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rocketbob rocketbob is offline
 
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Location: 8I3
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AN4062 spark plug dehydrators have been around forever and they do work. Why not just make a larger version that fits down in the dipstick tube? Cap off breather and exhausts, screw this contraption in instead of the dipstick, done.
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  #39  
Old 02-26-2020, 05:44 PM
Bavafa Bavafa is offline
 
Join Date: Oct 2007
Location: Sacramento, CA
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Quote:
Originally Posted by rocketbob View Post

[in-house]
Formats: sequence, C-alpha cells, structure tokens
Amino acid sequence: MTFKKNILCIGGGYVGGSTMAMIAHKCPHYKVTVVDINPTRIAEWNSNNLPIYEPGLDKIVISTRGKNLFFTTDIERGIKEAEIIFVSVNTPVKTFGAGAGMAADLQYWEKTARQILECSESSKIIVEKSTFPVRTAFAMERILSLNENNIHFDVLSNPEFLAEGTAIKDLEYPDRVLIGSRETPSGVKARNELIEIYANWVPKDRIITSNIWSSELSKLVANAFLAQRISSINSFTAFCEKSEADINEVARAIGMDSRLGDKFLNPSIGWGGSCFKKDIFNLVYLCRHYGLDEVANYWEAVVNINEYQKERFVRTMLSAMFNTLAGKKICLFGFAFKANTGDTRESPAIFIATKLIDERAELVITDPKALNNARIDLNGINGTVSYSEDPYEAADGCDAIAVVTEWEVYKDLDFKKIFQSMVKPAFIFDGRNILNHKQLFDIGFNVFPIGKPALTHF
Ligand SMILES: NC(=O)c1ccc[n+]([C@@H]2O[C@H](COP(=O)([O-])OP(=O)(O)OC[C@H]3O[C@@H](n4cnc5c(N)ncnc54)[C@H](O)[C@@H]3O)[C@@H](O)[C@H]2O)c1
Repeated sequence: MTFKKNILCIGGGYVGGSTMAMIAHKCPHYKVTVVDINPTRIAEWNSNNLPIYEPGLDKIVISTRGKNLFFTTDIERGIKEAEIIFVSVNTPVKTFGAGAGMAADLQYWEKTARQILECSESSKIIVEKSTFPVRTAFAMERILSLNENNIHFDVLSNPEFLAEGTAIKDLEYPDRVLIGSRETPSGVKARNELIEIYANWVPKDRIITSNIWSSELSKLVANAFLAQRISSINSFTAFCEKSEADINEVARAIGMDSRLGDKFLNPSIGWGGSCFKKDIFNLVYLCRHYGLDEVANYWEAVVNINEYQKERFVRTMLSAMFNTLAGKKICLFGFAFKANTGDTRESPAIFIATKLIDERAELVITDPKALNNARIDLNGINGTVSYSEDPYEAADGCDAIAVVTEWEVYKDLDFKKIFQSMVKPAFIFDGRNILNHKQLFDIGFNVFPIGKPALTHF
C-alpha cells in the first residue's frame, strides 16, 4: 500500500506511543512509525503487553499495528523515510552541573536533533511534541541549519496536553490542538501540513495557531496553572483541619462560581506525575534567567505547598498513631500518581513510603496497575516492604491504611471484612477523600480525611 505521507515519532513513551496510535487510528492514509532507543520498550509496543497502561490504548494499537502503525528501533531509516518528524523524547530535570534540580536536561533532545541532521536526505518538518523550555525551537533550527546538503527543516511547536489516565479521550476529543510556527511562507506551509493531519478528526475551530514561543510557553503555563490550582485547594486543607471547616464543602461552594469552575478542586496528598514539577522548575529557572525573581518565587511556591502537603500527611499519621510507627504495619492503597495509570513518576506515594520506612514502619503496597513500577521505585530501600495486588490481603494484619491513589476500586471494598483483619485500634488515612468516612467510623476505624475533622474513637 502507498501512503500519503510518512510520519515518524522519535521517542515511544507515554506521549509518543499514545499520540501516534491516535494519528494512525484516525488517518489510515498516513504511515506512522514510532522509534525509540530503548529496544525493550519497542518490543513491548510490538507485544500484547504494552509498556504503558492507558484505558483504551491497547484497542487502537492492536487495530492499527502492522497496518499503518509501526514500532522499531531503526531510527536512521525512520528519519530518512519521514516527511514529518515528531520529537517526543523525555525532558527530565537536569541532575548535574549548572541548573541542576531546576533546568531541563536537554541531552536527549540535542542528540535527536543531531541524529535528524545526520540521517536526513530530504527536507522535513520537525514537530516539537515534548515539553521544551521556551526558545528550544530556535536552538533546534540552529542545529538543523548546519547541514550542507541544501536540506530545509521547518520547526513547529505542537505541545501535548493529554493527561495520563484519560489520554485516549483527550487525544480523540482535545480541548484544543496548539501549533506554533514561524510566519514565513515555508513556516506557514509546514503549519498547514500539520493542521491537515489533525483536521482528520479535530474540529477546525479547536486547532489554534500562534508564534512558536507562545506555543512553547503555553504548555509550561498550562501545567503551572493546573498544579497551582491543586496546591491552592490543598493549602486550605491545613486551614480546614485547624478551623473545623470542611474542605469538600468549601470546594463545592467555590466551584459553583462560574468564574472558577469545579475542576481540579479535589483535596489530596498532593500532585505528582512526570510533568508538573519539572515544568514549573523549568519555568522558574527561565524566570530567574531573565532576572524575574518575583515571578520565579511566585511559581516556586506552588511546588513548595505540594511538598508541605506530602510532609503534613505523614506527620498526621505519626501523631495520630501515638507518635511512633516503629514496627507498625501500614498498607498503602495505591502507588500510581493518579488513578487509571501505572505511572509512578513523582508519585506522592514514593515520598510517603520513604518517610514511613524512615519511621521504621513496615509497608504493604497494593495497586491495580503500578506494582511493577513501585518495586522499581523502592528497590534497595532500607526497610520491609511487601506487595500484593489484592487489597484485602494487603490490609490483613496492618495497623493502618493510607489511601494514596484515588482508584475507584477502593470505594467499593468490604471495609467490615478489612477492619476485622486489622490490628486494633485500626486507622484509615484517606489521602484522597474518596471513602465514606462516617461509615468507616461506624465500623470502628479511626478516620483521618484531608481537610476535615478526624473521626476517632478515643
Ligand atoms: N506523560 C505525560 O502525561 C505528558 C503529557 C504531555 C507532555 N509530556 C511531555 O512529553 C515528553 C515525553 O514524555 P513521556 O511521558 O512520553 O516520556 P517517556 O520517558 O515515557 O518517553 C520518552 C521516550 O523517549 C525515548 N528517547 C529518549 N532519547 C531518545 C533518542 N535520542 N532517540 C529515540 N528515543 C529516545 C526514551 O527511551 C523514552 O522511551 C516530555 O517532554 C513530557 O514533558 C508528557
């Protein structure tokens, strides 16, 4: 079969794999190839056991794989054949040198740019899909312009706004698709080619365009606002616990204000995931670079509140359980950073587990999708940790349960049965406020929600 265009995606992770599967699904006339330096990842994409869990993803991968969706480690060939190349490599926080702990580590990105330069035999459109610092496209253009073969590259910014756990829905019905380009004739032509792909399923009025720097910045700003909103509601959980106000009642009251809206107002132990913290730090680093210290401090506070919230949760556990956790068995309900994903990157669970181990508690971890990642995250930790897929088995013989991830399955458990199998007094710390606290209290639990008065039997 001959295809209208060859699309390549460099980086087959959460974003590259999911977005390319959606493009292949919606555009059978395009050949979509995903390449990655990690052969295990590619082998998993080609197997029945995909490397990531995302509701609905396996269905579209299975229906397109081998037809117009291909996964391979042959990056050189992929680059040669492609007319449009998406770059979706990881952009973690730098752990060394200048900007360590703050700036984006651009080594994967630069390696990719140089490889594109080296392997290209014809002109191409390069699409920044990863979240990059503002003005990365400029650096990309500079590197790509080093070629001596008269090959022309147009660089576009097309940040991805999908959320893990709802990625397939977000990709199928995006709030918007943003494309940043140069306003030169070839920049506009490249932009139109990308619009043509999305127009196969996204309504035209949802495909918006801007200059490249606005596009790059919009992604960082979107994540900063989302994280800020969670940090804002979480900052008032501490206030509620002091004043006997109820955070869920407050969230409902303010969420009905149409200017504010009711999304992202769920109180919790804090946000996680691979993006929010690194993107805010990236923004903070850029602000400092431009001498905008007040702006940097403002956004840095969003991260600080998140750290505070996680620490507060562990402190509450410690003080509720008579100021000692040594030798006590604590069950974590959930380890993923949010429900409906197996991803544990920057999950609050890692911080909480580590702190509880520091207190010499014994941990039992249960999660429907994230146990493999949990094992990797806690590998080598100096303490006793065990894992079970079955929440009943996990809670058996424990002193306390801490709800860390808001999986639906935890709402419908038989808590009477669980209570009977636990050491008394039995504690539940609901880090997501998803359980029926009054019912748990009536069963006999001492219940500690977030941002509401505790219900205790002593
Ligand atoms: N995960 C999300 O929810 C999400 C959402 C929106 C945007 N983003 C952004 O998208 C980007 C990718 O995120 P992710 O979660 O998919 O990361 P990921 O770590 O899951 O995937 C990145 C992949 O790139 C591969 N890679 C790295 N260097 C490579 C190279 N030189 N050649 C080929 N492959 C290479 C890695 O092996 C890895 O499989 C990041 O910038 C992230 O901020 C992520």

AN4062 spark plug dehydrators have been around forever and they do work. Why not just make a larger version that fits down in the dipstick tube? Cap off breather and exhausts, screw this contraption in instead of the dipstick, done.
I have been using a barbed brass garden hose with an O ring on it. It does fit well and the price is around $4-5 bucks.
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  #40  
Old 02-26-2020, 06:08 PM
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rocketbob rocketbob is offline
 
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Quote:
Originally Posted by Bavafa View Post
I have been using a barbed brass garden hose with an O ring on it. It does fit well and the price is around $4-5 bucks.
I'm talking about making a dehydrator that fits in its entirety inside the dipstick tube.

In Continentals its common to see rust in the dipstick tube as water vapor tends to condensate there as the engine cools down.
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N9187P PA-24-260B Comanche, flying
N678X F1 Rocket, under const.
N244BJ RV-6 "victim of SNF tornado" 1200+ hrs, rebuilding
N8155F C150 flying
N7925P PA-24-250 Comanche, restoring
Not a thing I own is stock.